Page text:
I’m not certain who coined the term “under promise and over deliver,” but the first time I heard it used was from Tom Peters. As a chronic over achiever it was a light bulb moment. It is a psychologically brilliant strategy. When chronic over achievers and others of that ilk are asked when we can deliver something, we often feel the need to impress, so we blurt out something ridiculous like, “I can get you the report tomorrow.”
The person who asked is usually quietly thinking, “I didn’t expect it that soon. I was thinking a report of that substance would take three or four days, but okay.” And then we kill ourselves trying to rush the job and miss the miracle one-day turnaround deadline, but instead get it done in a miraculous two days, but it all goes for naught because we missed the deadline and got it there late. Whereas, if we had promised it in a reasonable three or four days and delivered in two, we would have looked like rock stars.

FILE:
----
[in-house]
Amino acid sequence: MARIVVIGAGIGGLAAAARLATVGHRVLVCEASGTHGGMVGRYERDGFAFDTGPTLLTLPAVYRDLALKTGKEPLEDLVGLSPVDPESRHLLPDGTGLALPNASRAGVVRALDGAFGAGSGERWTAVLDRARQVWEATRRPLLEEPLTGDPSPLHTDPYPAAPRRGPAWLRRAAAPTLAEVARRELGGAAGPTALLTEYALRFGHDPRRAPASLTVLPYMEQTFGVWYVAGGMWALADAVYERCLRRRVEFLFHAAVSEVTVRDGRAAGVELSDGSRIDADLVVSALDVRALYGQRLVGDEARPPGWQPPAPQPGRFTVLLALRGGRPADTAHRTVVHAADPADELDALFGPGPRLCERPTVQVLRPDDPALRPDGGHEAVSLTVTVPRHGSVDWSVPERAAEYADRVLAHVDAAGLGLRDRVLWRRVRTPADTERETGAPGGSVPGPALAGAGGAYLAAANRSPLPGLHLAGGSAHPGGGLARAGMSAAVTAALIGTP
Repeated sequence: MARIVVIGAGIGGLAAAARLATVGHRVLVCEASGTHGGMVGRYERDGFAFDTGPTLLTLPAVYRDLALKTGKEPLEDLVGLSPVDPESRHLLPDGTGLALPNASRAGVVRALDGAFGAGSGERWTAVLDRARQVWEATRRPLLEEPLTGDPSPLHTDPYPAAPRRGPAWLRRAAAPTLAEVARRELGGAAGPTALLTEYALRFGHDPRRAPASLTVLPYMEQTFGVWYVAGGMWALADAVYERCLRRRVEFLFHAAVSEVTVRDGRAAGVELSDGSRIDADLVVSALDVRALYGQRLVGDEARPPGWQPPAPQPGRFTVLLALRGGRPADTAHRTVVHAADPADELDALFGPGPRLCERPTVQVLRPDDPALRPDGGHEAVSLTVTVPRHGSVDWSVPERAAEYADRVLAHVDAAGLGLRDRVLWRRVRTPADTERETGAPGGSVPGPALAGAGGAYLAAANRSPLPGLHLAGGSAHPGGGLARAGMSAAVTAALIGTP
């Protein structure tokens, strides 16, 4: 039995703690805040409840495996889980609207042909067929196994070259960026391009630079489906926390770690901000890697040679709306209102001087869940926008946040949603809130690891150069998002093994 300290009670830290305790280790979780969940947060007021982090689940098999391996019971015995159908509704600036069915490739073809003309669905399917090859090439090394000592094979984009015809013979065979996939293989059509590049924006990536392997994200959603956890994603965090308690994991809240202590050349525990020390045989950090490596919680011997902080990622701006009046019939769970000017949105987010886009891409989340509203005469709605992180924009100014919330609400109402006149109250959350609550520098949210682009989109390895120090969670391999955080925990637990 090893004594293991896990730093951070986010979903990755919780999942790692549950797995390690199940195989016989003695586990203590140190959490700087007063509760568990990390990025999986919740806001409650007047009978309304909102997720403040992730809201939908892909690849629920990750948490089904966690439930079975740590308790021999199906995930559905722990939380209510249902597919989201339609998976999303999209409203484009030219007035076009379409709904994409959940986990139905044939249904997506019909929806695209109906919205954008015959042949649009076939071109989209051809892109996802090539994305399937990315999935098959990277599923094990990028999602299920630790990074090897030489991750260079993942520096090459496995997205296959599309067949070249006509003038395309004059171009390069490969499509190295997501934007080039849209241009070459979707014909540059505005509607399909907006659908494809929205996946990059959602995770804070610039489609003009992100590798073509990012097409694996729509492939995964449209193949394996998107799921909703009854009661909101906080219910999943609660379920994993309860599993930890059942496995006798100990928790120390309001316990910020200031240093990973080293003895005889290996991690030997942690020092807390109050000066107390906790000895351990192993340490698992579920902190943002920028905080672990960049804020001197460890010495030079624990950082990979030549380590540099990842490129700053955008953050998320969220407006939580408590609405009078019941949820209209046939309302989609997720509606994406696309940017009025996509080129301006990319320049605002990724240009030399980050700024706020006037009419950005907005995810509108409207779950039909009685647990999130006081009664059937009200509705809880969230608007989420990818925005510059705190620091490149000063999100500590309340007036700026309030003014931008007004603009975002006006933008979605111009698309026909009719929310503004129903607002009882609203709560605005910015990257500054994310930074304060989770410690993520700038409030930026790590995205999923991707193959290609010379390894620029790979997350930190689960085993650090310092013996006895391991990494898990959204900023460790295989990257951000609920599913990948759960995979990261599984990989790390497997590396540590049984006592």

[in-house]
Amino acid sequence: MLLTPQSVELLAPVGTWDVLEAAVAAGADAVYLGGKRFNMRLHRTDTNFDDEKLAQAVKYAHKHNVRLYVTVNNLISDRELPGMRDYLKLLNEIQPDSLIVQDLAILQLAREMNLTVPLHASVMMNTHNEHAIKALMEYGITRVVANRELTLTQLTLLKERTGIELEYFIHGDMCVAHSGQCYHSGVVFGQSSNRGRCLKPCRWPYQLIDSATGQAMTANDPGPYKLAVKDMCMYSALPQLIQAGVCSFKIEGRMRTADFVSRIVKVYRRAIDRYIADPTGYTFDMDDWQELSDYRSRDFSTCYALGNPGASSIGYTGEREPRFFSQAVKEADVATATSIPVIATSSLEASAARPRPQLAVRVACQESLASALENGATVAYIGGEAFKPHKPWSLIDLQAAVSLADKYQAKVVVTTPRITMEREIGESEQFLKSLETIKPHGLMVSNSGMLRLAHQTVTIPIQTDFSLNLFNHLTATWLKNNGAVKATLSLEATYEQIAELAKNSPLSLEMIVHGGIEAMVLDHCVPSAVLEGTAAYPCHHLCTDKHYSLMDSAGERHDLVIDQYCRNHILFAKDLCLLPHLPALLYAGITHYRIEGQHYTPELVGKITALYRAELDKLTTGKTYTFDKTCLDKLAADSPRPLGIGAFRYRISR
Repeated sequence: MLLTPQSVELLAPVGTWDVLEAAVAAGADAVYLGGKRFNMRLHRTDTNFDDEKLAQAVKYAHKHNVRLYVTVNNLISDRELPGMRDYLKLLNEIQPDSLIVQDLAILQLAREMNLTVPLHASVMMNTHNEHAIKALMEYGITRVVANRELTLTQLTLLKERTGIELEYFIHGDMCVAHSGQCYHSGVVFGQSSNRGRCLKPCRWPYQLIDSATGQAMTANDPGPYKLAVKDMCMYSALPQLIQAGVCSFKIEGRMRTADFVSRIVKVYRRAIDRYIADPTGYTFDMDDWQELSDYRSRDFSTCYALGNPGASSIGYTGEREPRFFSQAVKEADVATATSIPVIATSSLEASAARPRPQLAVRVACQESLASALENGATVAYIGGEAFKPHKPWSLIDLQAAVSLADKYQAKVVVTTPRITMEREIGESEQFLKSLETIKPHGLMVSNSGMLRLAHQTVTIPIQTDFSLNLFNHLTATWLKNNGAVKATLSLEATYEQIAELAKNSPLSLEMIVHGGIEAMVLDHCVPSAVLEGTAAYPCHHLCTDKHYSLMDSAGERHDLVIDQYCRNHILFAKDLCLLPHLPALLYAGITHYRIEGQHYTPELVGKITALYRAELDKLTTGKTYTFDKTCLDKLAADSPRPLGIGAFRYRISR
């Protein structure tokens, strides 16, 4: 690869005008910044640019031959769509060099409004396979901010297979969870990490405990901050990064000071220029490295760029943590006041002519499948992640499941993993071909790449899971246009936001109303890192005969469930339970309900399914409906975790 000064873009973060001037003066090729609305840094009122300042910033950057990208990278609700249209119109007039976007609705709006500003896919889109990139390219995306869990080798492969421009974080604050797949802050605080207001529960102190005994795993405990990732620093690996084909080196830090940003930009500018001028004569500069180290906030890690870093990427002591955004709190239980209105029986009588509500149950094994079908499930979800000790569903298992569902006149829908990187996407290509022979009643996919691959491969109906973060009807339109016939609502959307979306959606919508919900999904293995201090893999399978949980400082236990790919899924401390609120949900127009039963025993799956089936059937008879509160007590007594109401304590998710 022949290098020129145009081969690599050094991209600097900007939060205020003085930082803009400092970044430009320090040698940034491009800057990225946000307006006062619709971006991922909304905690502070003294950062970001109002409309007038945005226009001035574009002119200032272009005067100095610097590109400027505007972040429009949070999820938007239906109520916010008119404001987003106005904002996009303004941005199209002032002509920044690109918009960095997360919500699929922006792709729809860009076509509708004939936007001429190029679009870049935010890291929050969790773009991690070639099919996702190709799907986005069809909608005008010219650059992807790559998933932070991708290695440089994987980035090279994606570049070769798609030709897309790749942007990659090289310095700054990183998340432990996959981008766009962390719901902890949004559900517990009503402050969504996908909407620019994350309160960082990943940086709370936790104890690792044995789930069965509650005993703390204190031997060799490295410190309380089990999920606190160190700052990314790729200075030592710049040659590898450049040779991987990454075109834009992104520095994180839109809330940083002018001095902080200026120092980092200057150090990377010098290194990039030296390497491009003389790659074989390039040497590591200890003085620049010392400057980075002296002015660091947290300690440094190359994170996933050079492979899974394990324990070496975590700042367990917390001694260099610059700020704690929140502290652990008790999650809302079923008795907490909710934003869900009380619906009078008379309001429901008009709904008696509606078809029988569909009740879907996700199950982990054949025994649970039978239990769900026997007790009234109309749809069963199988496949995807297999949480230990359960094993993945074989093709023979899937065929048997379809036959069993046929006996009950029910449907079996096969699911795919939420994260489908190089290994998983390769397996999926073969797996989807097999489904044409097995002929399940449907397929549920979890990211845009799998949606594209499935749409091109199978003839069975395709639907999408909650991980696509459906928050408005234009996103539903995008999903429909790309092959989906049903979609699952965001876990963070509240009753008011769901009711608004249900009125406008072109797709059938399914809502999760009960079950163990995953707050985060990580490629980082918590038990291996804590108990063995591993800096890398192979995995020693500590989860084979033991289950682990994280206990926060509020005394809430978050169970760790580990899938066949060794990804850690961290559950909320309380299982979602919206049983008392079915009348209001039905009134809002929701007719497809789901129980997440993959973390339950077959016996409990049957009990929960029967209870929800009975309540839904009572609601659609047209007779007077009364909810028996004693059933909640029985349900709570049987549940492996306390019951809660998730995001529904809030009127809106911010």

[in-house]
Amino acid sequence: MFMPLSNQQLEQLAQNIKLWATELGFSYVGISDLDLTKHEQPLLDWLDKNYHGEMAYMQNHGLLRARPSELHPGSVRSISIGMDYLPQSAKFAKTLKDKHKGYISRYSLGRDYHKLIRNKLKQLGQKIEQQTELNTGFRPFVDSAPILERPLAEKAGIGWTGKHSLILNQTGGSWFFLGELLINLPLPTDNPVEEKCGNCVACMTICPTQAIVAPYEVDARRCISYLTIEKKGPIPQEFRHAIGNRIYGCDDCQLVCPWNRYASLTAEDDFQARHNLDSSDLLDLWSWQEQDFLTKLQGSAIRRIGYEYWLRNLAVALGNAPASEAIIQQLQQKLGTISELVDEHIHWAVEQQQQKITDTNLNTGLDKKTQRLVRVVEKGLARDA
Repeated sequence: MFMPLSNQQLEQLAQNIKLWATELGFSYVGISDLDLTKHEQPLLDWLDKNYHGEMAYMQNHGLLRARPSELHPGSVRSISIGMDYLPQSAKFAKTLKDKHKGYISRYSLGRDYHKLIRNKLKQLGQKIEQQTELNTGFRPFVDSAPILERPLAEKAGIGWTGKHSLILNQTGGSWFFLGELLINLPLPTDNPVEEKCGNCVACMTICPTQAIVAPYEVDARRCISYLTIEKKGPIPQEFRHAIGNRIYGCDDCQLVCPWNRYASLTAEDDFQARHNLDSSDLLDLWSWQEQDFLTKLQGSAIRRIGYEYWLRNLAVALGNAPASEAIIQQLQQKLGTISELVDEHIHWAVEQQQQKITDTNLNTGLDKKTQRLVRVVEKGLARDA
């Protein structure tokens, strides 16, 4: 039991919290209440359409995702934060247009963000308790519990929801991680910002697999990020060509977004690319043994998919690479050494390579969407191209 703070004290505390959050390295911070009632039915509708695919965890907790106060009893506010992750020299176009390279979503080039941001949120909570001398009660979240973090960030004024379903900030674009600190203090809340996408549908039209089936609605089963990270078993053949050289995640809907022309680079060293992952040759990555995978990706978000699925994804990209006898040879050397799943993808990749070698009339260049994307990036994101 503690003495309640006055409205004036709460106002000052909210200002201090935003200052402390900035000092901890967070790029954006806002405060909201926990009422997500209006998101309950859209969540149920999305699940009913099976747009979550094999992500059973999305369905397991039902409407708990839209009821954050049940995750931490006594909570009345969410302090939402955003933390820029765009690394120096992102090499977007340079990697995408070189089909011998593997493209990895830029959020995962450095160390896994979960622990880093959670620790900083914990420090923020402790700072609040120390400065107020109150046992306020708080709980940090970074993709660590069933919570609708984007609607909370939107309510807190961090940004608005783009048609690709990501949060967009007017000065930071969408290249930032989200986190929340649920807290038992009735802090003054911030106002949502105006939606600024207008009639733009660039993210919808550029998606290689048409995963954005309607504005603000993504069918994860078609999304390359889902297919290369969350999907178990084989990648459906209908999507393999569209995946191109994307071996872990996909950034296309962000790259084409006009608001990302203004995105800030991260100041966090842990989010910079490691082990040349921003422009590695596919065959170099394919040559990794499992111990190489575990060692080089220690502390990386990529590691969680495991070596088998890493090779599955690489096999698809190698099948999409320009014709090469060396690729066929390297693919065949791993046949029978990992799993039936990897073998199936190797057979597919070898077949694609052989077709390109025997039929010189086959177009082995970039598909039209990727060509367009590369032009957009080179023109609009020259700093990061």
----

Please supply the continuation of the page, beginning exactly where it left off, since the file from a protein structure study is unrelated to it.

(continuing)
Conversely, I have found if I need something quickly from a supplier or colleague, the easiest way to get there is to ask the person whose help I’m requesting, when “they” believe they can get it done.
It gives them ownership in the deadline and it is often a faster deadline than I would have requested. Partially because of paragraph one and two. People put more of a demand on themselves than many of the hardest taskmasters. And they forget the old rule of under promising and over delivering, an effortless way to appear like a rock star.